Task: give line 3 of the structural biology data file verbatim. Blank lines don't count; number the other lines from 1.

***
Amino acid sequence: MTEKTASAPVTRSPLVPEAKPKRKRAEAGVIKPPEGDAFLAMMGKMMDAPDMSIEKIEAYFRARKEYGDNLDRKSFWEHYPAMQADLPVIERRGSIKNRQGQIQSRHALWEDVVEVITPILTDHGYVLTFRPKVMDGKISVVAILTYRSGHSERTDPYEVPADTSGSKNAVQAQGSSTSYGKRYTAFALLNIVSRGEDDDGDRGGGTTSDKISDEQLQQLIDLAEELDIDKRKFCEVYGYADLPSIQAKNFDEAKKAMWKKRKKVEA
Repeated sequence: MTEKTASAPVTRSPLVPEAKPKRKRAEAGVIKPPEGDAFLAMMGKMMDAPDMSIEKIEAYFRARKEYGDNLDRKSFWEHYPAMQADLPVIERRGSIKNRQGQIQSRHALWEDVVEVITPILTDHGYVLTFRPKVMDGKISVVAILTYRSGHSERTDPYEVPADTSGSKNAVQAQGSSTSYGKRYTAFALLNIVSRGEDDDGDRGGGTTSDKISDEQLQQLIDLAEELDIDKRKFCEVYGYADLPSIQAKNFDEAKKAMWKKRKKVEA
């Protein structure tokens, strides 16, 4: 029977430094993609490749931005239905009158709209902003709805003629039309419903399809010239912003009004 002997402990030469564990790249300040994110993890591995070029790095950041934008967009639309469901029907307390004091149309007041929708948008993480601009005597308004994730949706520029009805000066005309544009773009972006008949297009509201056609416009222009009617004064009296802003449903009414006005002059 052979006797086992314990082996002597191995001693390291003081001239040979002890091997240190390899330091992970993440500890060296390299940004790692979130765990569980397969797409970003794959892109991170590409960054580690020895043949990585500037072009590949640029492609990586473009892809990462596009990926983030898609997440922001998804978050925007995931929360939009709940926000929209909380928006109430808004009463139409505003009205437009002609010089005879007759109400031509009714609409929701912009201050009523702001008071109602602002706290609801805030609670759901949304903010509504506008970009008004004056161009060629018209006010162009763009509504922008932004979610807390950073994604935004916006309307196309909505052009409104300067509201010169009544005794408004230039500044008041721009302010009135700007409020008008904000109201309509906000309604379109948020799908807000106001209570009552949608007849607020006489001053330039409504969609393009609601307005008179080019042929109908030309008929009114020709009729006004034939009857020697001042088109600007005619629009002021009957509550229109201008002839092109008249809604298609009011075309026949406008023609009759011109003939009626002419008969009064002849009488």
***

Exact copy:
């Protein structure tokens, strides 16, 4: 029977430094993609490749931005239905009158709209902003709805003629039309419903399809010239912003009004 002997402990030469564990790249300040994110993890591995070029790095950041934008967009639309469901029907307390004091149309007041929708948008993480601009005597308004994730949706520029009805000066005309544009773009972006008949297009509201056609416009222009009617004064009296802003449903009414006005002059 052979006797086992314990082996002597191995001693390291003081001239040979002890091997240190390899330091992970993440500890060296390299940004790692979130765990569980397969797409970003794959892109991170590409960054580690020895043949990585500037072009590949640029492609990586473009892809990462596009990926983030898609997440922001998804978050925007995931929360939009709940926000929209909380928006109430808004009463139409505003009205437009002609010089005879007759109400031509009714609409929701912009201050009523702001008071109602602002706290609801805030609670759901949304903010509504506008970009008004004056161009060629018209006010162009763009509504922008932004979610807390950073994604935004916006309307196309909505052009409104300067509201010169009544005794408004230039500044008041721009302010009135700007409020008008904000109201309509906000309604379109948020799908807000106001209570009552949608007849607020006489001053330039409504969609393009609601307005008179080019042929109908030309008929009114020709009729006004034939009857020697001042088109600007005619629009002021009957509550229109201008002839092109008249809604298609009011075309026949406008023609009759011109003939009626002419008969009064002849009488």